Olympic Opportunities: The Infrastructure State of Play for Brisbane 2032
With Brisbane now confirmed as the host of the 2032 Olympic and Paralympic Games, attention has already turned to the varied infrastructure requirements for the ambitious venture.
The right to host the Games is a fantastic opportunity for Queensland and Australia as a whole, and the 11-year planning phase is the longest that any host nation has ever been afforded.
Olympic Games are renowned for being difficult to deliver on-time and on-budget. The past mistakes of other host nations will no doubt inform our tactics for 2032, and our industry must band together in a big way to deliver the best possible result.
Speaking on the Olympic announcement, Australian Constructors Association CEO Jon Davies stated that we need to think beyond just time and cost considerations.
“The Olympics really gives us the chance to think big and to create a new legacy that will build Queensland’s workforce capability and capacity and innovation. Let’s set skills legacy targets and unleash innovation so we not only deliver high quality infrastructure, but set the construction industry on a more sustainable path.”
It’s well-established that construction will play a leading role in Australia’s economic recovery. Early estimates suggest that 150,000 jobs will be created across south-east Queensland by the Olympics, with a large portion of these in the construction industry.
For our latest blog, we have taken a look at the venue, transport and accommodation plans that are currently being worked on for the 2032 showcase.
A Mix of Purpose-Built and Existing Venues
Practicality and sustainability will be key themes when it comes to the construction of venues for Brisbane 2032. 84 per cent of the venues for the Games are either already built or will be temporary, with events to be hosted across Brisbane as well as the Gold and Sunshine Coasts.
The Gabba will be the Olympic showpiece, hosting athletic events as well as the opening and closing ceremonies. A $1 billion redevelopment and expansion of the ground will increase its capacity from 42,000 to 50,000 spectators.
As for entirely new venues, a 15,000-seat aquatic centre will be built in the Brisbane CBD, while a 10,000-seat gymnastics/boxing arena and a 12,000-seat basketball venue are also in the pipeline.
Take a look at the Brisbane 2032 Master Plan release from the Queensland Government for visual representations of all preliminary plans.
The Transportation Test
Leaders have acknowledged that significant road and rail improvements will be necessary to host a successful Olympics, with long-term transport infrastructure plans likely to be brought forward to service Brisbane 2032.
By the time the Olympics roll around, the Cross River Rail, Brisbane Metro and Coomera Connector projects will be completed, but there is an expectation that more will be required to support the Games’ operation.
A CityGlider high-frequency bus service to the airport has been mooted to help deal with the influx of travellers, while the Roma Street station precinct is tipped to be the major transport hub for people getting around the city.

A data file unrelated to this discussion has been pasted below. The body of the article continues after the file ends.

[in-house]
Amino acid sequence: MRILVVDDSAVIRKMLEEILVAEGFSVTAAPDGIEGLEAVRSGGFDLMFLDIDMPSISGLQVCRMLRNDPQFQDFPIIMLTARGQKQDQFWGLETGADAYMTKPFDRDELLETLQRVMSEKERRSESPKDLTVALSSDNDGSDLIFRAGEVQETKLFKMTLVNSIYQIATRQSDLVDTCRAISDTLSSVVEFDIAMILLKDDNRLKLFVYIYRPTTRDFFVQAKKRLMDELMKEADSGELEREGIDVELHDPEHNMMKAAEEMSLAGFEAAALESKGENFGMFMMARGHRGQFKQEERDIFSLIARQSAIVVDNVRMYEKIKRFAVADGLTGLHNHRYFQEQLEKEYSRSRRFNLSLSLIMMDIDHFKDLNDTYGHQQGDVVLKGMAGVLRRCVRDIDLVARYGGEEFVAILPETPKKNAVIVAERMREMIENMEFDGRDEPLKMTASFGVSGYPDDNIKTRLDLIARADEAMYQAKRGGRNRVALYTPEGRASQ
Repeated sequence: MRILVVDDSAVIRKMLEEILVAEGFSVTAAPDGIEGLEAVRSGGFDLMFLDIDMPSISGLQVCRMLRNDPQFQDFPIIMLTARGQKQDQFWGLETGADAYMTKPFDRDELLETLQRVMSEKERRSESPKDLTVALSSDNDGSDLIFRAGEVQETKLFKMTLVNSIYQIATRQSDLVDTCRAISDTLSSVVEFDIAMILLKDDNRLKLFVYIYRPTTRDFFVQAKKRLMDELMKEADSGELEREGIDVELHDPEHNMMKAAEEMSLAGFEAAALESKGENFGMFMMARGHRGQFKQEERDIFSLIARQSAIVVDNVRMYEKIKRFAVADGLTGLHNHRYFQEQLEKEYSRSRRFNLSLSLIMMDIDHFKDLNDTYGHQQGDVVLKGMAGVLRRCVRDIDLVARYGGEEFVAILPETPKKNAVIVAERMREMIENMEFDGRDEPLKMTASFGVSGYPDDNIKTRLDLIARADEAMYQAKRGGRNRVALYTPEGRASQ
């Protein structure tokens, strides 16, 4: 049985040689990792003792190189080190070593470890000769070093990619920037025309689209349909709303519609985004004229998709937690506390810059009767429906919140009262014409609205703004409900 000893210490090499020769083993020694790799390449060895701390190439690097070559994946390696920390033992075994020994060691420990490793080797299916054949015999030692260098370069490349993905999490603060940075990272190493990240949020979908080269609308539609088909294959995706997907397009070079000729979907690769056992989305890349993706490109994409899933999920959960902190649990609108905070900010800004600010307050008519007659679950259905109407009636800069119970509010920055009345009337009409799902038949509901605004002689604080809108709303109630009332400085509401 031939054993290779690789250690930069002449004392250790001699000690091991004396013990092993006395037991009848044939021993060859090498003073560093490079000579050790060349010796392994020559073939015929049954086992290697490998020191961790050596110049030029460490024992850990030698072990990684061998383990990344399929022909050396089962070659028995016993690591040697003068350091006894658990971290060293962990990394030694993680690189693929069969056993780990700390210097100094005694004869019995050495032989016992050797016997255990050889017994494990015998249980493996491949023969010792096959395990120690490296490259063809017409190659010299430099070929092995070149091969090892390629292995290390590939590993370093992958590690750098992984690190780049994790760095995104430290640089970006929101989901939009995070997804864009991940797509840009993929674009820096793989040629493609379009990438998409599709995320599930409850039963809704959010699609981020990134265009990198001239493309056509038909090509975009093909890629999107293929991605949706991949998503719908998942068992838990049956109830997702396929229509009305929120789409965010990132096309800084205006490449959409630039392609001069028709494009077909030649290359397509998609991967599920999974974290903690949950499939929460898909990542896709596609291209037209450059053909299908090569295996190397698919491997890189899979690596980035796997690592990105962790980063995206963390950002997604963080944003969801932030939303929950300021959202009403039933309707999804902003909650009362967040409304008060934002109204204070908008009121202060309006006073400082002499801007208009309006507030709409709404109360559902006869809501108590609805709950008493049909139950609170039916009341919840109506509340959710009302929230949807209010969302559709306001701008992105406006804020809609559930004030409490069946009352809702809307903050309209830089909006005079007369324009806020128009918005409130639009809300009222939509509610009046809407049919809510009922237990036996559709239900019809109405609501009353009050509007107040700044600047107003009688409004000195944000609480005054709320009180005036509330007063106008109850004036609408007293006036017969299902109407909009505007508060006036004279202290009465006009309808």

Given that the Gold and Sunshine Coasts will be hosting Olympic events, road and rail links between the regions are a high priority. Discussions about heavy rail infrastructure will likely be reignited, while a second M1 between Brisbane and the Gold Coast has been previously discussed.
Whatever decisions are made there is no doubt that long-term practicality will be a key factor, as the south-east Queensland population continues to boom. Efficient transport shapes as one of the most vital considerations for the 2032 Games, and there’s likely to be ample job prospects on offer across a wide spectrum of major projects.
Accommodation and the Athletes’ Village
Northshore Hamilton will be home to more than 10,000 athletes and team representatives when the Games are held, with the waterfront urban area selected for its proximity to the CBD and other event venues, as well as its transport connections.
An artist’s impression of the precinct demonstrates a picturesque home for the athletes on the banks of the Brisbane River.
After the Games are completed, the urban area has been earmarked for aged care and retirement living, as well as market accommodation and affordable housing.
A Gold Coast Olympic and Paralympic village is also planned for Robina, with more than 2,600 athletes and officials to be housed there. Alternative options for accommodation are expected to be available on the Sunshine Coast and in Kooralbyn.
iTWO cx by RIB Software: A Practical Solution for Diverse Construction Management Requirements
The infrastructure described above is just a sample of the confirmed projects that our industry will tackle in coming years, but the Games are sure to generate plenty of indirect opportunities too.
For major projects such as the ones described, the logistic complexity can be significant. Enterprises that have transformed their software suite and digital workflows will be able to make the strongest case when tendering processes begin.
If your enterprise is gearing up to contribute on an infrastructure project, you need look no further than iTWO cx as a flexible software solution. RIB’s intuitive and adaptable construction management software is currently being deployed on major projects across Australia.
To learn more about the potential of our fully web-based collaboration platform, don’t hesitate to contact your local iTWO cx team today!